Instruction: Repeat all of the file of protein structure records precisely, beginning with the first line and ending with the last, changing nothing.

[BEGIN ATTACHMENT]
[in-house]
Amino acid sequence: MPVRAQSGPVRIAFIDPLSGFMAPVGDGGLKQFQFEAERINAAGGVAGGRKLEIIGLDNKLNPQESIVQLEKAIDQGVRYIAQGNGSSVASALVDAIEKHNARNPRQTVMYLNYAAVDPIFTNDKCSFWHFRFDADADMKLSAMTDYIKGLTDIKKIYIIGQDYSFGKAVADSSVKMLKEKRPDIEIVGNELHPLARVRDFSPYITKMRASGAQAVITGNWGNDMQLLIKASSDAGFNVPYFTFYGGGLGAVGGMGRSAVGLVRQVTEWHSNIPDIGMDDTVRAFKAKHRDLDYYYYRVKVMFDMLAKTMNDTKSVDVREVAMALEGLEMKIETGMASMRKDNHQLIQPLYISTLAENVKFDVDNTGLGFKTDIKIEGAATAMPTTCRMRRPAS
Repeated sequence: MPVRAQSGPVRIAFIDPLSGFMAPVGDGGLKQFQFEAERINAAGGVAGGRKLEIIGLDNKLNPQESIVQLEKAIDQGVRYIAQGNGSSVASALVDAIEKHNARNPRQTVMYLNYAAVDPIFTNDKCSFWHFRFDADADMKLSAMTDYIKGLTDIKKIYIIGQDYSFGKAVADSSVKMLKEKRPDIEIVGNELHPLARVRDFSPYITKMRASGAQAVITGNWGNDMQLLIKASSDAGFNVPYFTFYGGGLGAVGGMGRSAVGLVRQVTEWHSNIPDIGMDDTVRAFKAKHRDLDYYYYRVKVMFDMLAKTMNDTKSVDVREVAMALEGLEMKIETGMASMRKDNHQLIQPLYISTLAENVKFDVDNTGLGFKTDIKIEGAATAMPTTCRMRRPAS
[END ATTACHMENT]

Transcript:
[in-house]
Amino acid sequence: MPVRAQSGPVRIAFIDPLSGFMAPVGDGGLKQFQFEAERINAAGGVAGGRKLEIIGLDNKLNPQESIVQLEKAIDQGVRYIAQGNGSSVASALVDAIEKHNARNPRQTVMYLNYAAVDPIFTNDKCSFWHFRFDADADMKLSAMTDYIKGLTDIKKIYIIGQDYSFGKAVADSSVKMLKEKRPDIEIVGNELHPLARVRDFSPYITKMRASGAQAVITGNWGNDMQLLIKASSDAGFNVPYFTFYGGGLGAVGGMGRSAVGLVRQVTEWHSNIPDIGMDDTVRAFKAKHRDLDYYYYRVKVMFDMLAKTMNDTKSVDVREVAMALEGLEMKIETGMASMRKDNHQLIQPLYISTLAENVKFDVDNTGLGFKTDIKIEGAATAMPTTCRMRRPAS
Repeated sequence: MPVRAQSGPVRIAFIDPLSGFMAPVGDGGLKQFQFEAERINAAGGVAGGRKLEIIGLDNKLNPQESIVQLEKAIDQGVRYIAQGNGSSVASALVDAIEKHNARNPRQTVMYLNYAAVDPIFTNDKCSFWHFRFDADADMKLSAMTDYIKGLTDIKKIYIIGQDYSFGKAVADSSVKMLKEKRPDIEIVGNELHPLARVRDFSPYITKMRASGAQAVITGNWGNDMQLLIKASSDAGFNVPYFTFYGGGLGAVGGMGRSAVGLVRQVTEWHSNIPDIGMDDTVRAFKAKHRDLDYYYYRVKVMFDMLAKTMNDTKSVDVREVAMALEGLEMKIETGMASMRKDNHQLIQPLYISTLAENVKFDVDNTGLGFKTDIKIEGAATAMPTTCRMRRPAS